@jdalton I also like converge as a name. I do think useWith would have to be renamed as it can mean anything. How about converge ("To come together from different directions") and disperse ("To strew or distribute widely")? The two words are related because they're kind of opposite, but they also both say something about what happens to the arguments. Besides, I think the subtle differences between the two are too great to name them after the same thing. I'm specifically talking about how the arity for the returned functions is chosen. For converge it will be the biggest arity of all given transformers, and for useWith it will be equal to the amount of given transformers.
Tamas
@bling5630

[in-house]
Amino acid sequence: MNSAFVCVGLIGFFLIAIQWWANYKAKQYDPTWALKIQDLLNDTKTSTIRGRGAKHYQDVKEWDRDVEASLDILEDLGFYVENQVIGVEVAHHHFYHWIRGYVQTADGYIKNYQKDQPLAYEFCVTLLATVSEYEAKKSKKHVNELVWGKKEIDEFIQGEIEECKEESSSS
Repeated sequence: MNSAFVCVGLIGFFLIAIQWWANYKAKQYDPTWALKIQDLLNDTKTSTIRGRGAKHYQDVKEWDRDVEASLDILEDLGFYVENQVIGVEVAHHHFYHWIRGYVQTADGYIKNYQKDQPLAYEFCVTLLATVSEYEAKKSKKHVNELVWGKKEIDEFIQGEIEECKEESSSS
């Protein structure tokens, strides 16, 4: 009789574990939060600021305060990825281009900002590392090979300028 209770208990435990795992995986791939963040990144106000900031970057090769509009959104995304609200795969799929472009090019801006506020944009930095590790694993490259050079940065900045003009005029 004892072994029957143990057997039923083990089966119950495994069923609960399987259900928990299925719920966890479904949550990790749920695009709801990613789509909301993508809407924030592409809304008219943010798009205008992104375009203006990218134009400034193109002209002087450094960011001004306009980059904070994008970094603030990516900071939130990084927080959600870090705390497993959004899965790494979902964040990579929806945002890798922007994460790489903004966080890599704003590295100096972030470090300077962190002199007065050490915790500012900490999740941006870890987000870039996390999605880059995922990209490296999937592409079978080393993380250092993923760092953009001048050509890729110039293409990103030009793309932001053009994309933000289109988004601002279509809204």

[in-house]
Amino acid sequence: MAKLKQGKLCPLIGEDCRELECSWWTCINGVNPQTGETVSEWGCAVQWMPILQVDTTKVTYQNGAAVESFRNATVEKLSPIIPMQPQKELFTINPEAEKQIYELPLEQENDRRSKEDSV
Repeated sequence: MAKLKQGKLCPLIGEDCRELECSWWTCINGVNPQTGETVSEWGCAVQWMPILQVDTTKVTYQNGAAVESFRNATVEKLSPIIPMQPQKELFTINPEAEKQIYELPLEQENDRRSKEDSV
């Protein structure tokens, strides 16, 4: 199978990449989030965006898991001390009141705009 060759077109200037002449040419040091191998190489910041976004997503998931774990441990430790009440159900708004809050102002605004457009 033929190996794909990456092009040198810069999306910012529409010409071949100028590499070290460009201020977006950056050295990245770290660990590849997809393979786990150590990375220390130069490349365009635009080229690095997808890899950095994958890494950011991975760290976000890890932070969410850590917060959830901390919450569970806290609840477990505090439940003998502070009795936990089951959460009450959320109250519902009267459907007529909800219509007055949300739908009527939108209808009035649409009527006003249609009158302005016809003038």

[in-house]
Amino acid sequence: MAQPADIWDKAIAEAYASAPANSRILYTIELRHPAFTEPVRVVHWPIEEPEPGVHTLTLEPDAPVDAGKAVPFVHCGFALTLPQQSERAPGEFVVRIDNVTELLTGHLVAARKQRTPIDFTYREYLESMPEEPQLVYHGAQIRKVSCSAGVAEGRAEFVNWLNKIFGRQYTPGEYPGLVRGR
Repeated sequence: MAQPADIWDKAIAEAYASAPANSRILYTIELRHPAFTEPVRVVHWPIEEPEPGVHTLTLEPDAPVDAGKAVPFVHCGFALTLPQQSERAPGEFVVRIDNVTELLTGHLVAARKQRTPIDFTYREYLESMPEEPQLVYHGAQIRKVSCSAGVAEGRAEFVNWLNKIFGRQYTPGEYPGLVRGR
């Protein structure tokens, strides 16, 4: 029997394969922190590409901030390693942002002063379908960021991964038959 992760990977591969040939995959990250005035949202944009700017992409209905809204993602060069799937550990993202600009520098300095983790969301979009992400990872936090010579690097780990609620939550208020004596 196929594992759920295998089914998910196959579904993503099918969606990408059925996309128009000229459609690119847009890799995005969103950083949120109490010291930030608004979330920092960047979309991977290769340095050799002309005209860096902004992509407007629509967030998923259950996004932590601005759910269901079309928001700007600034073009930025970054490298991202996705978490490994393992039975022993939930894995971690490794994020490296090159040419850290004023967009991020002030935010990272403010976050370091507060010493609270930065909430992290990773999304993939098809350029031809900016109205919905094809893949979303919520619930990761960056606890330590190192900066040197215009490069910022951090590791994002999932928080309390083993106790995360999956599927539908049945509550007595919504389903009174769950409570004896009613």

Hi folks, I would like to use Ramda, but didn't find the right solution, do you have any ideas how can I do this? Thanks
// input

var input = {
    apple: 3,
    cucumber: 1
};

// desired output

[{
    name: 'apple',
    quantity: 3
}, {
    name: 'cucumber',
    quantity: 1
}];

function transformData(content) {

    return reduce(function(output, key) {
        output.push({
            name: key,
            quantity: content[key]
        });
        return output;
    }, [], Object.keys(content));

}
Aldwin Vlasblom
@Avaq
@bling5630 var transformData = R.pipe(R.toPairs, R.map(R.zipObj(["name", "quantity"]))) - http://bit.ly/1QfI7WH
Tamas
@bling5630
@Avaq thanks, I really appreciate your help!
Aldwin Vlasblom
@Avaq
You're very welcome. :)
@jdalton The more I think about my naming of disperse, the more I like it! Converge "converges" the arguments with every given transformer, and disperse "disperses" the arguments across all given transformers! :D .. Maybe I'm falling in love, and I should kill my darlings and such.. It's a good name right? :worried: